With our friends Melody and Jeremy, we are about to embark on a study of home pizza making, which has been hampered only by my dislike of turning the oven on when the weather is hot. So it was fortuitous that the other day in the mail we received a review copy of a new cookbook, "Patio Pizzeria: Artisan Pizza & Flatbreads on the Grill."
The concept that one could do this – cook pizza on the barbecue! – was planted in my head a few months ago when one of our daughters went to her boyfriend’s parents’ house for dinner, and they made pizza on the grill. Pizza on the grill? I said. Yes, she said. The barbecue grill? I said. Yes, she said. How was it? It was great. How did they do that? No idea, she said. Could you ask them? Sure, she said, in that sweet, patient way that I knew meant it would probably never happen.
"Patio Pizzeria" is written by Karen Adler and Judith Fertig, grilling and barbecuing experts who have appeared on the Food Network and Better Homes & Gardens TV. Their grilling classes have reached more than 75,000 students. The book was published in April by Running Press.
The core of "Patio Pizzeria" is a number of simple pizza doughs for all ability levels and tastes – everything from an elemental stir-together flatbread dough to a slow-rise, sourdough-like dough to one that is gluten-free. Directions are unambiguous. Recipes are interesting, and not just confined to pizza – there are side trips into the world of burgers and foccaccia, for instance, and here and there interesting, easy salad recipes. Everything is presented so clearly that you (by which I mean me) feel brave enough to tackle this, for me, new approach. For one thing, just know that smaller pizzas go straight on the grill, larger ones onto a pizza stone or a grill’s pizza oven accessory.
One of the most wonderful things in the book is a helpful chart – really great! – explaining what different types of flour will do for your pizza dough. Bread dough, for instance, yields a “sturdy, muscular, workable product,” while 00 flour allows you to roll out very thin crusts.
How hard is it to make these pizzas? Really, it’s easier than going to Whole Foods and buying fresh dough. It’s ridiculously easy. You need the dough ingredients and the toppings. A rolling pin might help, but you can just stretch and press the dough out by hand. Really, it’s crazy easy.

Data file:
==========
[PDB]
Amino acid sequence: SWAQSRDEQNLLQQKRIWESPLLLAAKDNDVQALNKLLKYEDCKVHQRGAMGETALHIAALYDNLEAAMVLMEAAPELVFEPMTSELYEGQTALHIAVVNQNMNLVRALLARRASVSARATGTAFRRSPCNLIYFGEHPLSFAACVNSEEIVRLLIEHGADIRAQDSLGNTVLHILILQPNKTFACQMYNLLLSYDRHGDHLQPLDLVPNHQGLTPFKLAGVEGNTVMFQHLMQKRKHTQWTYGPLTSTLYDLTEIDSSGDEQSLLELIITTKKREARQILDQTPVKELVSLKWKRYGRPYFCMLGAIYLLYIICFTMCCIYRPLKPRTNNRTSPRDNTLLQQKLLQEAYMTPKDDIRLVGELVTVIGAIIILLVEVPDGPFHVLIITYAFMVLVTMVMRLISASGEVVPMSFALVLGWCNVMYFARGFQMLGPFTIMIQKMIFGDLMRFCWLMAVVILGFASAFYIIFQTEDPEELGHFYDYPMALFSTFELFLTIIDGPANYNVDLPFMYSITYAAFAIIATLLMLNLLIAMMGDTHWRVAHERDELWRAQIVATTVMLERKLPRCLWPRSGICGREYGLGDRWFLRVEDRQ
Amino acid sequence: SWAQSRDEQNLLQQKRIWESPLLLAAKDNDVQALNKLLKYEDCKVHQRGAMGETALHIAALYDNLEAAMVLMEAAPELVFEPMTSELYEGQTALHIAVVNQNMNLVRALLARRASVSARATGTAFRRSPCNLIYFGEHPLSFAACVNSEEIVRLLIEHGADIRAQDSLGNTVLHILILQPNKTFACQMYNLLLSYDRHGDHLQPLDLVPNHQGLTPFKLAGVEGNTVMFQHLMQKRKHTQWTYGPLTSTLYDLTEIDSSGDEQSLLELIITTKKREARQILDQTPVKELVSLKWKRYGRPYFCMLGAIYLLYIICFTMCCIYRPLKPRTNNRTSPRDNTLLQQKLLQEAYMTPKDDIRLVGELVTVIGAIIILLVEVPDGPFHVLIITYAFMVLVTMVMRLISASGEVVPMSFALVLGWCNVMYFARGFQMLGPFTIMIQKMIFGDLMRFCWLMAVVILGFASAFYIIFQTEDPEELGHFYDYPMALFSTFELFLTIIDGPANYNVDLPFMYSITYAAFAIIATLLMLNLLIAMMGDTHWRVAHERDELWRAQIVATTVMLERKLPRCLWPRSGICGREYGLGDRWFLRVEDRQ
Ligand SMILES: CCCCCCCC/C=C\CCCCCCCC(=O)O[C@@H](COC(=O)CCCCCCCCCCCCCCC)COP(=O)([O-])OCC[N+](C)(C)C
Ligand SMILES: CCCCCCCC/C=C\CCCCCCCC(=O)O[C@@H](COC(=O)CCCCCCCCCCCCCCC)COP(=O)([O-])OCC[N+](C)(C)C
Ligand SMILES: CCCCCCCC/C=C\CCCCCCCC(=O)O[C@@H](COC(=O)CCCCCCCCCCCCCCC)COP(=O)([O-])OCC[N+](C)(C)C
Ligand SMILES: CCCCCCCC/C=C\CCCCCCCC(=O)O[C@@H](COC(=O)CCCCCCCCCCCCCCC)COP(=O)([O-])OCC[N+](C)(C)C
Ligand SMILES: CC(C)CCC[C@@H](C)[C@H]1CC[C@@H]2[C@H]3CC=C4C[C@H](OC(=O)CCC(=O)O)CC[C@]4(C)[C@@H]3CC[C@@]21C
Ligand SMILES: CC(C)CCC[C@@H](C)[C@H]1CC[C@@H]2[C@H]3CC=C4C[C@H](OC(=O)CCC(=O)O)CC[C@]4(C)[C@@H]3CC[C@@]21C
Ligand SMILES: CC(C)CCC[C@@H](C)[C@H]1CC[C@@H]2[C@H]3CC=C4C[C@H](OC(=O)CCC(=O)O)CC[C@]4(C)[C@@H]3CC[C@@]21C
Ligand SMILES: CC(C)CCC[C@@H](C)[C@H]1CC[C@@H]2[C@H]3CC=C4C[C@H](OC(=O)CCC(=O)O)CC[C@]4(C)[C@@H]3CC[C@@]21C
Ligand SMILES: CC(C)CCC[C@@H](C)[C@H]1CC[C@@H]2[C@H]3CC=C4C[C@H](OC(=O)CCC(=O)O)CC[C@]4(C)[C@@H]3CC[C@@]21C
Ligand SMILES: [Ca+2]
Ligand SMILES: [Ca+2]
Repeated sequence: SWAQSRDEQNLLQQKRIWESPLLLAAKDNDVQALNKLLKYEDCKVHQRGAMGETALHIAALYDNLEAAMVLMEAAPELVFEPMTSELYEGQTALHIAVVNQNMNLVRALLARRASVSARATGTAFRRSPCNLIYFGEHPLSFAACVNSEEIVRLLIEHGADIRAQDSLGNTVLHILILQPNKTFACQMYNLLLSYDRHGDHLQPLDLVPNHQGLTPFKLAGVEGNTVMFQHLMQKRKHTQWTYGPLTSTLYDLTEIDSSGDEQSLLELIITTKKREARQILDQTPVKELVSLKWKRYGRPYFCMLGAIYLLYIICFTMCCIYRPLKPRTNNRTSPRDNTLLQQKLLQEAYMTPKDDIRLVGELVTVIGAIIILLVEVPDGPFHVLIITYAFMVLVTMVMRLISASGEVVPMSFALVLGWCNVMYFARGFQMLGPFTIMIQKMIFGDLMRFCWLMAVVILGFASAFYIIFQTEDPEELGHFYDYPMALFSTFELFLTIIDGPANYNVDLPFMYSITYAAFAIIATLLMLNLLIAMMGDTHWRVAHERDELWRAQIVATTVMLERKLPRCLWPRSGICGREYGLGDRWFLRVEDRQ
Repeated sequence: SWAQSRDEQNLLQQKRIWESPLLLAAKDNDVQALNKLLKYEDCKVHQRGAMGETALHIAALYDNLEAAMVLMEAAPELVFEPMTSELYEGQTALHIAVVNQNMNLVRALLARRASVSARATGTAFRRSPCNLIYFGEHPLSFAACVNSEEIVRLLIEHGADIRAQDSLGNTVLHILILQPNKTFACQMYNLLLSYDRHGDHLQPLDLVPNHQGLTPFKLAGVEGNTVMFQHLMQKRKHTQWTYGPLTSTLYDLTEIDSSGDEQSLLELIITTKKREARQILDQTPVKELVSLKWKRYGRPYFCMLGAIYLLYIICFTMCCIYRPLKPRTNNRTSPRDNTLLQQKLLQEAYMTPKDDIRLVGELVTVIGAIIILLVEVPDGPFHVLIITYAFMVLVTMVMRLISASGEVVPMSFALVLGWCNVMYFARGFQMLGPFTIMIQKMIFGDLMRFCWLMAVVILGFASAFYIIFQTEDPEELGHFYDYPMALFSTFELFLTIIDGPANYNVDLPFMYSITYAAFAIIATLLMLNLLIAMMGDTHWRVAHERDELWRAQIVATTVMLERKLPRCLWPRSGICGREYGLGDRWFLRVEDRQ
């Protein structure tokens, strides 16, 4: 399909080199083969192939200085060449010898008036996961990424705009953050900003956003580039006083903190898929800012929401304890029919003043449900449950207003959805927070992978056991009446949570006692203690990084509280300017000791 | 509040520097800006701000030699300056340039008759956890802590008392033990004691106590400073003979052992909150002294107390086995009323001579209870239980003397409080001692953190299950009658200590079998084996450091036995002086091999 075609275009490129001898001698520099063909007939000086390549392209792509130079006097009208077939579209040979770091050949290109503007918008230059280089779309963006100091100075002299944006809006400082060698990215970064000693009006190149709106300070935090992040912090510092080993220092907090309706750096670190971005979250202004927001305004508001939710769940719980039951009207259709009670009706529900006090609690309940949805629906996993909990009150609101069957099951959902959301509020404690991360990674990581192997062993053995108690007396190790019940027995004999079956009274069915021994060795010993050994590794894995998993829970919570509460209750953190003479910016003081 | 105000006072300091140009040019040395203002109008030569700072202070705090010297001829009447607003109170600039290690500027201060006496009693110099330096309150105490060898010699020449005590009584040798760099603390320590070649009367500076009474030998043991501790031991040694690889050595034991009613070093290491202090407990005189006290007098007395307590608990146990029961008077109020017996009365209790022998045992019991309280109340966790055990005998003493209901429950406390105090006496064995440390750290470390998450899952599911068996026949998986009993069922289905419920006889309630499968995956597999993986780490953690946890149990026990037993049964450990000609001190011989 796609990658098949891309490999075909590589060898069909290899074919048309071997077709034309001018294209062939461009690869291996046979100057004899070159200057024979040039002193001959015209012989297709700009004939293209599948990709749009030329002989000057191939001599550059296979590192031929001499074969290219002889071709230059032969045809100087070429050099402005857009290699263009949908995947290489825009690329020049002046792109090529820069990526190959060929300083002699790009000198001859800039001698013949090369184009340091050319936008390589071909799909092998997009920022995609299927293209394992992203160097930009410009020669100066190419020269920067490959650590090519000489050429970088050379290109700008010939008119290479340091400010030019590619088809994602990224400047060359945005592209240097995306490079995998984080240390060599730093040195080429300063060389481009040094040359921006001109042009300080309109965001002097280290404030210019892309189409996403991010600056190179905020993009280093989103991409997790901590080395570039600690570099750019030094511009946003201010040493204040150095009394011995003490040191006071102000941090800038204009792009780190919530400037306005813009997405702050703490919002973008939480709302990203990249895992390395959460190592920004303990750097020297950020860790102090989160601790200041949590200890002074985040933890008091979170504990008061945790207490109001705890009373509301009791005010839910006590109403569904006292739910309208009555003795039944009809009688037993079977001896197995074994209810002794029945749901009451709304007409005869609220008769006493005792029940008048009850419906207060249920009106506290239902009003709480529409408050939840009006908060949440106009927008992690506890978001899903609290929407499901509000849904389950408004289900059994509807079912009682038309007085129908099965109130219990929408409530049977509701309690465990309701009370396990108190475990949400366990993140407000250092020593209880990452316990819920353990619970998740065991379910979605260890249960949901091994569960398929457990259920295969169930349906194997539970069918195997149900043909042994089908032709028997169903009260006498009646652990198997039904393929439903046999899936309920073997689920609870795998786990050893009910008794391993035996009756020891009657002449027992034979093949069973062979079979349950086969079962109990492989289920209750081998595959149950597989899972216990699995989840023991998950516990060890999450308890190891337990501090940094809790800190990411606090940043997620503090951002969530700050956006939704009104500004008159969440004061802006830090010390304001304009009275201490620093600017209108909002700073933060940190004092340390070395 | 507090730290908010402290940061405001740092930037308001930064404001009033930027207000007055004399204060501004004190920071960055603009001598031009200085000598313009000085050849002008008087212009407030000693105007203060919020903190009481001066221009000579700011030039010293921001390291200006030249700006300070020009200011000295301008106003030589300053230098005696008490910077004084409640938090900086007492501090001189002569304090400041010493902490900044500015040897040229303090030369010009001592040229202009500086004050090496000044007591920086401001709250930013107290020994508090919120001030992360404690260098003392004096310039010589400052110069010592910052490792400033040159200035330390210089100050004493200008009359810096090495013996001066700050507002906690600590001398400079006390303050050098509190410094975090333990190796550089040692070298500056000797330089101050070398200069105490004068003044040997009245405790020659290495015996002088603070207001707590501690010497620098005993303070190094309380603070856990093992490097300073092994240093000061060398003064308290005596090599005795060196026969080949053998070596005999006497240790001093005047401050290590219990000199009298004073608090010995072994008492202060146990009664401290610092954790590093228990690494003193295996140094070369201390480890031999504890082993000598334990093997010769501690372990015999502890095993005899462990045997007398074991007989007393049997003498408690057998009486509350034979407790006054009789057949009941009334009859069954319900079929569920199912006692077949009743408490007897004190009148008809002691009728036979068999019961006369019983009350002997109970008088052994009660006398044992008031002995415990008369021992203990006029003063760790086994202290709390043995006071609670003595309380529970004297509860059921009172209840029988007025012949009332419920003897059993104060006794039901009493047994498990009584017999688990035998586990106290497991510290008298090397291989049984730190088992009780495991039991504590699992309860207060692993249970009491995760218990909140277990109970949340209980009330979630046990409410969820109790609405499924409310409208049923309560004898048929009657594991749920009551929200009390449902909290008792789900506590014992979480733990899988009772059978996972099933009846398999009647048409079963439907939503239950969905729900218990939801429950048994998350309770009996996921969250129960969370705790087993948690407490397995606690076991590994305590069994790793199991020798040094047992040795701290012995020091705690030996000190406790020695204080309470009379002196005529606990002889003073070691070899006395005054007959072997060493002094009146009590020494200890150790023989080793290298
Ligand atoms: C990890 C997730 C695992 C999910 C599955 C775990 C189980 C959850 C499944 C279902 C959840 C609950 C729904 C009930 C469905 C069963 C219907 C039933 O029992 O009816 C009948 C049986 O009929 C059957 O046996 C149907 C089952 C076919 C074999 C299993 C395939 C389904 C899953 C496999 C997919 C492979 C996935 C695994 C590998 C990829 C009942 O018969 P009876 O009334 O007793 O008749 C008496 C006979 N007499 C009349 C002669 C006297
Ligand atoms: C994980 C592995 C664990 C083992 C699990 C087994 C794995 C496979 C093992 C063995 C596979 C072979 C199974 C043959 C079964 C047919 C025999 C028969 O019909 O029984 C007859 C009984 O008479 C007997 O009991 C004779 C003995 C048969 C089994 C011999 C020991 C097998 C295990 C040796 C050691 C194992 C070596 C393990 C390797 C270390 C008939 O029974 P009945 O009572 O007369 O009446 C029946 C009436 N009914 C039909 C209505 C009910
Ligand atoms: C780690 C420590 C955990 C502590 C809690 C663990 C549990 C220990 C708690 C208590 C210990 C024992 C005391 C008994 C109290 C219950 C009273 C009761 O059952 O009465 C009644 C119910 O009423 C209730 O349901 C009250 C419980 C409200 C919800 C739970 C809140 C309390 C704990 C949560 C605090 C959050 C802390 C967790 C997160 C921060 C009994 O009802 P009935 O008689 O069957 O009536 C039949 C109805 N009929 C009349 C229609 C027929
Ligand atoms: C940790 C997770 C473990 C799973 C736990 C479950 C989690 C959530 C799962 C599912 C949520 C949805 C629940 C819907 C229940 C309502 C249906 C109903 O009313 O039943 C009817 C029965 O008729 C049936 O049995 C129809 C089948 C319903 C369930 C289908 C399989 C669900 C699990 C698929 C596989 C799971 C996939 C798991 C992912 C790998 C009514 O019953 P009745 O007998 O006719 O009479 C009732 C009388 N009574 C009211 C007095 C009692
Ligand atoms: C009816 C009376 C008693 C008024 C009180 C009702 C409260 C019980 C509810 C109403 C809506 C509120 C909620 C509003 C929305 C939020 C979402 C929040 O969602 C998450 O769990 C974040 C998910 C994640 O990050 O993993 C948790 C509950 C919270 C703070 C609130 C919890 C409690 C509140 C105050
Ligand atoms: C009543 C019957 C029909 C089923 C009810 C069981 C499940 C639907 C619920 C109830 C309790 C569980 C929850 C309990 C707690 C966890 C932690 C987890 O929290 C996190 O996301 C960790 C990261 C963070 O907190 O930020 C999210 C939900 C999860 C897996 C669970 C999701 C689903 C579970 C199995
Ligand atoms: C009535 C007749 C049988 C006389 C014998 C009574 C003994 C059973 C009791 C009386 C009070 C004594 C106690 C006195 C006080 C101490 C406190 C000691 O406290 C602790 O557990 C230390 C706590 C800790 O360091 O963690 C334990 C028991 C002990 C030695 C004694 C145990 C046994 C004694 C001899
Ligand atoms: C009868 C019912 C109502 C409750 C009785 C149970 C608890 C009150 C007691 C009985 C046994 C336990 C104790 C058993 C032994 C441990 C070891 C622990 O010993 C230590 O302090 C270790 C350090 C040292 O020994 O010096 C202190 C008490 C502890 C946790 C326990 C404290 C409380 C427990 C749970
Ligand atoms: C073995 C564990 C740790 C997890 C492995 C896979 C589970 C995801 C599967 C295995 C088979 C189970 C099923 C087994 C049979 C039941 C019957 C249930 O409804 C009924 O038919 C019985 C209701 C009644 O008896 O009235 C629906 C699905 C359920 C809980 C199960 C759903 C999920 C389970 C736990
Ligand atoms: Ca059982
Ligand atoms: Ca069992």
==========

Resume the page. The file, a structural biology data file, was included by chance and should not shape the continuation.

To make these pizzas, I decided to go with a tomato sauce, because all the other pizzas on Blue Kitchen are biancos, and simple, traditional toppings – sausage, ricotta, arugula. I made the easy fast San Marzano sauce from "Patio Pizzeria," a version of which is below. It yielded just the amount we like for two 12-inch pizzas.
Despite the confident air of this cookbook, our experience with the grilling started out a bit nervous. We are pretty deft, but we will need a little more practice with the part where you put the dough on the grill. We will probably invest in a peel or giant spatula of some sort as we move this project ahead.
But once we made the first pizza, we relaxed a lot. It was Sunday evening, we were in our back yard, the weather was lovely and the sky was clear. Our neighbors to the north of us were out on their deck chatting. Our neighbors to the south were in their yard – the kids were laughing and playing with the hose. Our neighbors across the alley were having a party outside and watching US v. Portugal on Univision. And there we were, grilling pizzas and some asparagus we happened to have, and running up and down the stairs for something or other we’d forgotten. It was just nice. This was definitely a great jump-start for our home pizza academy.
Here is the slow-rise pizza dough from "Patio Pizzeria." I made this on a Saturday morning – really, it took three minutes to mix together – and then left it alone until Sunday evening, when we lit up the grill.
Slow-rise pizza dough
Adapted from "Patio Pizzeria"